The financial world is trying to get to grips with a new economic concept: ‘Forward Guidance’.
The Governor of the Bank of England, Mark Carney, introduced the concept into Canada in the Spring of 2009. The evidence as to its effectiveness is mixed. In particular it has not stabilised rates in the fixed income market.
The objective of ‘Forward Guidance’, as enacted by the Governor, is to provide the markets with certainty. In separate announcements, The Bank and the European Central Bank displayed dovish strategies by promising that interest rates will remain low for the foreseeable future. The advantages are clear. The consequences are the problem:
a) The pound has fallen against all major currencies except the Euro. Against the dollar it has fallen to below $1.50 making exports more attractive and imports increasingly expensive.
b) In the United States, the Federal Reserve is moving in an opposite direction by reducing its Quantitative Easing (“QE”) programme. This had consequences in the Far East where markets fell and Chinese liquidity came into question, albeit, some commentators suggest, coincidentally.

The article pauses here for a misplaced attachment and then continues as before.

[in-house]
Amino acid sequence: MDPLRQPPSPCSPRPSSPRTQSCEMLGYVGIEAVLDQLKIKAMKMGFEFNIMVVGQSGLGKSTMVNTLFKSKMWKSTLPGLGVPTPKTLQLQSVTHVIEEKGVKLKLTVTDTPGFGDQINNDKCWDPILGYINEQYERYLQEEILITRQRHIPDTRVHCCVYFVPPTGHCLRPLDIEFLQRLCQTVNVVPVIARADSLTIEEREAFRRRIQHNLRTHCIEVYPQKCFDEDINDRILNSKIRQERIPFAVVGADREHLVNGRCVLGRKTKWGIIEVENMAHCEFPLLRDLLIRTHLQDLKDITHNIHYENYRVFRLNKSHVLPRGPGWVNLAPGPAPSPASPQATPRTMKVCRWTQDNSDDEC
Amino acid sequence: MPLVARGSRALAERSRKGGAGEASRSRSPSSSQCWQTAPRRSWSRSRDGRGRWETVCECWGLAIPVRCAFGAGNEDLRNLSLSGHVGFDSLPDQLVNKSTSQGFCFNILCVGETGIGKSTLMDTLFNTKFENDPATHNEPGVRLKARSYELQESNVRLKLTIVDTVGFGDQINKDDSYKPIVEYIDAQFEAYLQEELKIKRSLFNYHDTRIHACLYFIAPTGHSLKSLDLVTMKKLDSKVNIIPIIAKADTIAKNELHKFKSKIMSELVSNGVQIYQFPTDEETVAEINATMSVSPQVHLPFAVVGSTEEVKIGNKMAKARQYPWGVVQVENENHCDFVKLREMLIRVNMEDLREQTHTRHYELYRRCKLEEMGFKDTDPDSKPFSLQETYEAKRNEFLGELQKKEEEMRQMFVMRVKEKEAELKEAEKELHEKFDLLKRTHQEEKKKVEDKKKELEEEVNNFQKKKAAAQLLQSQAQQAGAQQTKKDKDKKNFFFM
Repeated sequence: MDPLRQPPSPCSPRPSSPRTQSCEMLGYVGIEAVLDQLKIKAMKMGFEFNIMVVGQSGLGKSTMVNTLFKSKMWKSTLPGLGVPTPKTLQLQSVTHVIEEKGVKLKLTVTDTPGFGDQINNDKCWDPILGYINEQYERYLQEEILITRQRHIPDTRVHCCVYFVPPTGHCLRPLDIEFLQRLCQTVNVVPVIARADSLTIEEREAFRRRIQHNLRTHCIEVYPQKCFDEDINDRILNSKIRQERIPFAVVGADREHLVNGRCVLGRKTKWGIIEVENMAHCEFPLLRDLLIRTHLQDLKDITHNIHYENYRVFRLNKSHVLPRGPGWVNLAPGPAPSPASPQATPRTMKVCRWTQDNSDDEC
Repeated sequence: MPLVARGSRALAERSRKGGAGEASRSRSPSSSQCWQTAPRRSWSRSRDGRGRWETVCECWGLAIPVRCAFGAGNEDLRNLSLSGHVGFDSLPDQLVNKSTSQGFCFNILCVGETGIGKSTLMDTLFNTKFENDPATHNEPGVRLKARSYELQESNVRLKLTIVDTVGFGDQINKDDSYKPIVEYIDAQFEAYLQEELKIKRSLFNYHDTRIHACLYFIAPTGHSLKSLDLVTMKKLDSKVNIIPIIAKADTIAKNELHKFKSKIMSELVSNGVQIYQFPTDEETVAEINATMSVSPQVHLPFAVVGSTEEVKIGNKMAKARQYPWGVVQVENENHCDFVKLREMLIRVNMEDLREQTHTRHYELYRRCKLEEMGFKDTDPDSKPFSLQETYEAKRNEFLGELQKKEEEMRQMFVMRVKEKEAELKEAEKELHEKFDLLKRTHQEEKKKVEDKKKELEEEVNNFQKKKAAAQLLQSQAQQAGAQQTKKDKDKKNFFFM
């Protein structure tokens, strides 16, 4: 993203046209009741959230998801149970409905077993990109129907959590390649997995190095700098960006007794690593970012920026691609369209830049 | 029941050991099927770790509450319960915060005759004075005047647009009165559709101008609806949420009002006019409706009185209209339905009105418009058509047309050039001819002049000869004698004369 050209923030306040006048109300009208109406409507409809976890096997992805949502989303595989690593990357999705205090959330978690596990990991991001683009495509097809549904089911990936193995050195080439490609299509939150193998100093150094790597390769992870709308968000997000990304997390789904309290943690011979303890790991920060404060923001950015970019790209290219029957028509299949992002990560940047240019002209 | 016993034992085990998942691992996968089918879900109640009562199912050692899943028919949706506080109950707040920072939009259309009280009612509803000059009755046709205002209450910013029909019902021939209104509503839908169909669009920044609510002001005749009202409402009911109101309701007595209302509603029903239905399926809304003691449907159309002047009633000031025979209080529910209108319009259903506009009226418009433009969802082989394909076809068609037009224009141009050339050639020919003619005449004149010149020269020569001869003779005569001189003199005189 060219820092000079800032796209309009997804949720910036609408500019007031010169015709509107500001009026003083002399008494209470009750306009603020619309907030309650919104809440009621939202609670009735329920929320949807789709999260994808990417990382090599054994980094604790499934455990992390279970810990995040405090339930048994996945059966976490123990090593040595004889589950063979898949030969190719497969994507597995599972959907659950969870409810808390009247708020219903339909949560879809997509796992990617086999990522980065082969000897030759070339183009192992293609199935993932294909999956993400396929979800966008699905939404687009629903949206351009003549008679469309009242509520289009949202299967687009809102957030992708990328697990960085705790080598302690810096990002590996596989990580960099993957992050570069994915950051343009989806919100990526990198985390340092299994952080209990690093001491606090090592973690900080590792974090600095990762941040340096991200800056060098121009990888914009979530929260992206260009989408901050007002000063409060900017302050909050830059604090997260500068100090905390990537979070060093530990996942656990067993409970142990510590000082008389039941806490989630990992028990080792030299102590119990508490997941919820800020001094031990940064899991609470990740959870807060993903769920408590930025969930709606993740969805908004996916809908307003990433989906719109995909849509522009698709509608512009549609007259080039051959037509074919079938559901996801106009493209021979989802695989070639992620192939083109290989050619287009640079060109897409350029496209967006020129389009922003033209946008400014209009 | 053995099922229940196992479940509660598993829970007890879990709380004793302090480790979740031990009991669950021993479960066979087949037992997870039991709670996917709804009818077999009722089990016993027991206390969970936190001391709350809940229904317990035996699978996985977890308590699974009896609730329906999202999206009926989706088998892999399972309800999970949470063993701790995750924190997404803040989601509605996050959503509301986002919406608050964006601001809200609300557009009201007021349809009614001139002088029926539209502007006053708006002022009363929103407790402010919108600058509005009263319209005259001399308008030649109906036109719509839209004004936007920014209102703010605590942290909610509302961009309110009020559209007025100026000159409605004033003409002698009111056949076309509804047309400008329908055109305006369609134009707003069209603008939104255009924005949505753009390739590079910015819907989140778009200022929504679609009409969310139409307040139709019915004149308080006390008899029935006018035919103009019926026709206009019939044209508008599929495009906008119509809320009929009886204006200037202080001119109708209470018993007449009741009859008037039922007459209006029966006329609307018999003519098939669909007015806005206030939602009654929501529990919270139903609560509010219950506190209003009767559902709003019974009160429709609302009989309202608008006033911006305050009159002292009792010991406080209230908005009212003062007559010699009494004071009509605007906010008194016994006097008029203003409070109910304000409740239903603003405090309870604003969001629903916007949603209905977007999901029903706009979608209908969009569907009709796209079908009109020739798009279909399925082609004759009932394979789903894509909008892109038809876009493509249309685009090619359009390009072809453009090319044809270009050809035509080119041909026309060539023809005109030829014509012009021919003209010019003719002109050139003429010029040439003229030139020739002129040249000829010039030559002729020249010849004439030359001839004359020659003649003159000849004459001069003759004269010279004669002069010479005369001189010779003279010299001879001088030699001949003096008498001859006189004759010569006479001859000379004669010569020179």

c) The question being asked is whether ‘Forward Guidance’ has the fire power to influence interest rates independent of other influences. If Israel declares war on Iran and world oil prices shoot up the inflationary consequences for the United Kingdom might force the Monetary Policy Committee to increase rates to offset the inflationary effect.
d) There are a number of external influences on interest rates. The ‘Funding for Lending’ scheme has succeeded in reducing mortgage rates in a way not foreseen. It has not made credit more available for SMEs because the banks still perceive risk.
There is a view that ‘Forward Guidance’ recognises that traditional monetary policy has had its day. As he prepares for a life in the House of Lords, the former Chairman of the Bank of England, Sir Mervyn King, can reflect that he failed in his last few years to meet his number one responsibility; the achieving of an inflation target of 2%.
Mr Carney is unlikely to be able to maintain his stance of ‘Forward Guidance’ because the inflationary pressures created by QE will force him to put up interest rates. Nobody will care because he was appointed by George Osborne and Chancellors are never wrong.